John Lee Hooker – The Modern, Chess & Vee-Jay Singles And Collection 1949-1962 – Acrobat Music (4 CDs)

John Lee Hooker – The Modern, Chess & Vee-Jay Singles And Collection 1949-1962 – Acrobat Music ACQCD7103 (4-CDs) mono box set [10/7/16] ****1/2:

This is a seminal anthology of a blues icon.

(John Lee Hooker – guitar & vocals)

Among the icons of blues, John Lee Hooker stands tall. In classic legendary cult persona, his birthplace is one of two places in Mississippi. But that’s Delta country and Hooker would represent the sub-genre with his own inimitable style. in 1948, he recorded the standard “Boogie Chillen” in Detroit, which was released on Modern Records out of Los Angeles. The single became the biggest “race” record of 1949, launching a memorable career. Throughout his years with various labels including Modern, Chess, Vee-Jay, Atlantic, and Verve (and others), he added songs like “Boom Boom”, “Crawling King Snake” and “One Bourbon, One Scotch, One Beer” to the blues landscape. His early work was renown for its unusual rhythmic structures (which made it difficult for musicians to accompany) and guitar-based boogie music. Due to money (or lack of money issues), Hooker recorded a lot of music under assumed names.

Acrobat Music has released a 4-CD box set highlighting Hooker’s catalog with Modern, Chess and Vee-Jay. In spite of the minimalist original technology, this music is potent and moving. CD 1 has Delta cuts like “Sally Mae”. The roots-based connection is palpable. But when the dynamic groovers like the irrepressible “Boogie Chillun” and “”Weeping Willow Boogie” take off, the unique “one-man-band” foot-stomping Hooker takes over. There are over 100 songs on this retrospective, and they are consistently listenable. But it’s the diverse musical style that stands out. On “Women In My Life” you get a template for ‘50s rockabilly.

CD 2 showcases music from the years 1956-1964. Hooker has tapped into a more sophisticated form of blues, often with additional musicians. “Ground Hog Blues” could be a Sun Records rock and soul number, but it has more authenticity. Even on a standard like “Key To The Highway”, his blues pedigree is visceral. The Chess material is potent. “Union Station Blues”, “Women And Money”, “Walkin’ The Boogie’ and “Sugar Mama” are strong follow-ups to the brilliant Modern catalog. CD 3 has another generous helping of Modern releases. Here, the earlier Vee-Jay tunes are introduced. It appears that Hooker’s accessibility levels are expanded. “Mambo Chillun” is lively, bluesy rock and roll. The addition of harmonica on “Time Is Marching” and an urban feel on “Every Night” are stellar. This continues on the freewheeling “Trouble Blues” (practically a primer for rockers). “Baby Lee” has a unique loping tempo that adds texture to classic blues. But John Lee is never too far removed from the source. Listening to “The Road Is Rough” is evidence of that.  (…Have Mercy!, the road is rough…”)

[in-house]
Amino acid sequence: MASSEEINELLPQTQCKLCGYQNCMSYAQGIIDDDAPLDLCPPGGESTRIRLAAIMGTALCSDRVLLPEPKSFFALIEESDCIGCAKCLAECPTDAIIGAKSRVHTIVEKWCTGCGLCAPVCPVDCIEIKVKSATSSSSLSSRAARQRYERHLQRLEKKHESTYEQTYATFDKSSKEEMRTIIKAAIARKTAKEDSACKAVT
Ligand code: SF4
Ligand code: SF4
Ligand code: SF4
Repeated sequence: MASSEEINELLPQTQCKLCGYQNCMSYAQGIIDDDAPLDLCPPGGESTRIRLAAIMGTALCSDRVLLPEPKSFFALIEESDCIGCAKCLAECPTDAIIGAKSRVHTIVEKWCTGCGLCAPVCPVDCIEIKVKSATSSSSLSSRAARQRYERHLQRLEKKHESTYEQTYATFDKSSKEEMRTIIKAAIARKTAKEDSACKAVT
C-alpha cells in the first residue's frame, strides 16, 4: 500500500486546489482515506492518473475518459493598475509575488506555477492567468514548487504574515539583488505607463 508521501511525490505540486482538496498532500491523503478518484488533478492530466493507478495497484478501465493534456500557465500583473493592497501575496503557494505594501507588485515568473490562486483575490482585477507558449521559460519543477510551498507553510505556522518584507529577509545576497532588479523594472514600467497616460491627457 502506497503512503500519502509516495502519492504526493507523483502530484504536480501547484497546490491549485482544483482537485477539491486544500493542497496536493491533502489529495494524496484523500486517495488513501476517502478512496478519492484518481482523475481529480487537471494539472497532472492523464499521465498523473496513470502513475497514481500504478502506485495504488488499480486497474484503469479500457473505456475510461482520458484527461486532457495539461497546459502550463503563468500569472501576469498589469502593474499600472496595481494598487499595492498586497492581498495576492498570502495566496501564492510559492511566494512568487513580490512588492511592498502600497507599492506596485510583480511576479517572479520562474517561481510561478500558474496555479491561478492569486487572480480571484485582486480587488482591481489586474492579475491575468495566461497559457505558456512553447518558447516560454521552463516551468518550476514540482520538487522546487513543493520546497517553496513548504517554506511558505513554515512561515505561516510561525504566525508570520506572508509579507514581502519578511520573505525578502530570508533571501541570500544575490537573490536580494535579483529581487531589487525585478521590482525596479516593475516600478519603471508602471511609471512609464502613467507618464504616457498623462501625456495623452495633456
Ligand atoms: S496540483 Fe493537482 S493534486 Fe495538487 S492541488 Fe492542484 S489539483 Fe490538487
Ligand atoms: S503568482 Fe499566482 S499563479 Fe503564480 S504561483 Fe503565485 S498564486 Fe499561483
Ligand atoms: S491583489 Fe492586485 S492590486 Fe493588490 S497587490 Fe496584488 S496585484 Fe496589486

CD 4 is all Vee-jay. A lot of blues retrospectives include a certain number of collaborations with rock stars to augment the commercial appeal. John Lee Hooker – The Modern, Chess & VeeJay is not one of them. It is unadulterated, pure blues. As his career progressed, John Lee Hooker’s vocal performances got even better. “I’m So Excited”, “Rosie Mae”, “Little Wheel” and , and “I Love You Honey” draw on a variety of arrangements, but are equally compelling. Hooker updates his inimitable “Boogie Chillen” with confidence and a boost in studio aesthetics. And of course there is “Boom Boom”. This may be the most recognizable John Lee Hooker” recording of all time. It is inspirational and bristles with up-tempo energy. Many artists have done credible versions of this song, but this one is by far the best. “Crawlin’ Kingsnake” is as good as blues can be.

The box set includes an informative booklet that offers background anecdotes and session details. This is an historical document of a bona fide American musical legend!

TrackLists:

CD 1: Sally May; Boogie Chillun; Hoggie Boogie; Hobo Blues; Whistlin’ And Moanin’ Blues; Weeping Willow Boogie; Crawlin’ King Races; Drifting from Door To Door; I’m A Howlin’ Wolf; Playin’ The Phone Number;Roll And Roll; Let Your Daddy Ride; One More Time; John Lee’s House Rent Boogie; Queen Bee; Tease Me Baby; Women In My Life; Mad Man Blues; Boogie Now; Leave My Wife Alone; Ramblin’ By Myself; Louise

CD 2: High Priced Woman; Union Station Blues; I’m In The Mood; How Can You Do it; Anybody See My Baby; Turn Over A New Leaf; Ground Hog Blues; Rock Me Mama; Cold Chills All Over Me; I Got Eyers For you; Hurts Me So; Bluebird Blues; Key To The Highway; Walkin’ The Boogie; Sugar Mama; It’s My Own Fault; Women And Money; It’s Been A Long Time Baby; Rock House Boogie; It’s Stormin’ And Rainin’; Ride ‘Till I Die; Love Money Can’t Buy; Please Take Me Back; Too Much Boogie

CD 3: Need Somebody; Down Child; Gonna Boogie; I Wonder Little Darling; Jump Me (One More Time); I Tried Hard; Let’s Talk It Over;; Bad Boy; Cool Little Car; Shake Holler And Run; Half A Stranger; Taxi Driver; You Receive Me; Hug And Squeeze; The Syndicator; I’m Ready; Lookin’ For A Woman; Mambo Chillin’; Time Is Marching; Every Night; Trouble Blues; Baby Lee; Dimples; I’m So Worried Baby; The Road Is So Rough

CD 4: I’m So Excited; I See When You’re Weak; Rosie Mae; Little Wheel; Unfriendly Woman; You Can Lead Me Baby; I Love You Honey; You’ve Taken My Woman; Maudie; I’m In The Mood; Boogie Chillun’ Tennessee Blues; Hobo Blues; Crawlin’ Kingsnake; Solid Sender; No Shoes; Dusty Road; Tupelo (a.k.a. Backwater Blues); I’m Mad Again; I’m Going Upstairs; Take Me As I Am; Want Ad Blues; Boom Boom; Drug Store Woman; Let’s Make It; She’s Mine; A New Leaf

—Robbie Gerson

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